The last time we talked to Andrew Buckles was 2008 – six years ago. He had just graduated from Forsyth Tech after having served as Student Government Association president, and was heading off to UNC-Chapel Hill.
We were curious to see where life had taken him, so we got in touch to get an update.
It turns out Andrew’s career has taken him clear across the country to Seattle, Washington. After graduating from UNC-Chapel Hill, Andrew joined an international commercial printing company where he is an Associate in their Leadership Development Program. “The program has afforded me the opportunity to transfer between several roles across the country,” he tells us. “After technology training in Houston and account management training in Minnesota, I have landed in the Seattle area supporting our sales team and becoming increasingly more involved with the development and execution of our marketing strategy.” It’s a demanding job, but he says his days at Forsyth Tech helped prepare him for it. “The foundation of the analytical and communication skills necessary for this role started at Forsyth Tech,” he says. “As the print industry faces challenges with the growing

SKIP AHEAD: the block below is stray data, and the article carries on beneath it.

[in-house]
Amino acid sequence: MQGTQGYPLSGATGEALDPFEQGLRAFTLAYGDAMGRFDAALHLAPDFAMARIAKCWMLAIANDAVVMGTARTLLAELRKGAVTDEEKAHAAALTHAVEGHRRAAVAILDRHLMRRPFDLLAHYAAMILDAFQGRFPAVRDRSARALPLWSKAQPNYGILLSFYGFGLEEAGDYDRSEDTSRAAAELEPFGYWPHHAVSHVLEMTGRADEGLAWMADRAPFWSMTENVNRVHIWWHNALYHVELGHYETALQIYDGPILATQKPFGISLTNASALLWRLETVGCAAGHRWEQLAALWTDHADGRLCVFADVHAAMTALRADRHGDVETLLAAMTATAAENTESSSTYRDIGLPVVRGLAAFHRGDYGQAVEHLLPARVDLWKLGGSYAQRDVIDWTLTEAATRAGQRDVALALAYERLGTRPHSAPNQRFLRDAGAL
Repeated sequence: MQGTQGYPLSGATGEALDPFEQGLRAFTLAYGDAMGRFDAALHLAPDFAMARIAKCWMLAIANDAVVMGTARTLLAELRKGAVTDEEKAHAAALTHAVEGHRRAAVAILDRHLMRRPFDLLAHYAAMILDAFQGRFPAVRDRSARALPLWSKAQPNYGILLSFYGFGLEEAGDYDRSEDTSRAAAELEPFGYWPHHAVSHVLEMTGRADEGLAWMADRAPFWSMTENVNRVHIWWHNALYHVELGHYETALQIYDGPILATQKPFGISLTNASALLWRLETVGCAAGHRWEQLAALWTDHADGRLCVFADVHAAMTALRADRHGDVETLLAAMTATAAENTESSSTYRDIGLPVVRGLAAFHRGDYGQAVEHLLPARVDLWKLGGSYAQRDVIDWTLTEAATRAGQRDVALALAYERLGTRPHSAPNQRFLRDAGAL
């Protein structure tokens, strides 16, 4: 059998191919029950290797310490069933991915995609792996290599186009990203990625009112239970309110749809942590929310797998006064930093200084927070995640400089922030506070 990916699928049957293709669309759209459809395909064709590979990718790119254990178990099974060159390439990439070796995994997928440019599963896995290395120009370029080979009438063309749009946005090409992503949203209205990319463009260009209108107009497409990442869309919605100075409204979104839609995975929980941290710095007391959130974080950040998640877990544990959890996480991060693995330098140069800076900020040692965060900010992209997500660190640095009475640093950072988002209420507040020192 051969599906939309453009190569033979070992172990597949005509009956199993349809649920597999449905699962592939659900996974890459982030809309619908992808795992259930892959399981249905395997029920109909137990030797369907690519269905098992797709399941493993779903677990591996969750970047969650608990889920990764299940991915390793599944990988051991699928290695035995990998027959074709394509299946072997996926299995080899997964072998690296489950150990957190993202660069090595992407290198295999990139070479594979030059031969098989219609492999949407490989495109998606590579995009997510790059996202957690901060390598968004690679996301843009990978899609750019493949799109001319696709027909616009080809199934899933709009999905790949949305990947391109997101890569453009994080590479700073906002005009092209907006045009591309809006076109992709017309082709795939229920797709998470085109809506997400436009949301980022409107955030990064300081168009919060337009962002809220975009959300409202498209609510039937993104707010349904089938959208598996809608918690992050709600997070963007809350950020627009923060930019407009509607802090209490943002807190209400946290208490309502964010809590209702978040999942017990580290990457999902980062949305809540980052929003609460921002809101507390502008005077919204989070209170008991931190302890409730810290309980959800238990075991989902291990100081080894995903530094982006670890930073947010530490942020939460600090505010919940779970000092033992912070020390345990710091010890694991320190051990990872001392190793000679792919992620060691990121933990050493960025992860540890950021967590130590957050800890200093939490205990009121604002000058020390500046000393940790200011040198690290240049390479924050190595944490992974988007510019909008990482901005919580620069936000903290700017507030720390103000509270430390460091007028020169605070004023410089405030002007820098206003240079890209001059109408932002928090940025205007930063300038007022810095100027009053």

utilization of digital media, companies need individuals who are organized, ambitious, and have a desire to lead and own change. My first taste of that was right in Winston-Salem, managing the orchestration of school sponsored activities at Forsyth Tech.
He says the education he received at Forsyth Tech also prepared him for the rigors of academics at UNC-Chapel Hill. “There are great instructors at Forsyth Tech and they know what it takes for you to succeed at the next level,” he says. “The mathematics work that led up to my transfer was reiterated in several instances in Chapel Hill as I pursued Business studies, so I advise everyone planning to transfer to take mastery of your academic work seriously while at Forsyth Tech.” He also advises transfer students to be prepared for a totally different type of social atmosphere at a four-year school. “Interact with people different from yourself while you’re at Forsyth Tech,” he says, “because the cultural differences once at a university are amplified exponentially.”
Looking back on his days at Forsyth Tech, Andrew tells us that “the best part of the college was the people – the Student Services staff and class instructors. I worked hard and they got behind me. I owe a debt of gratitude to them.”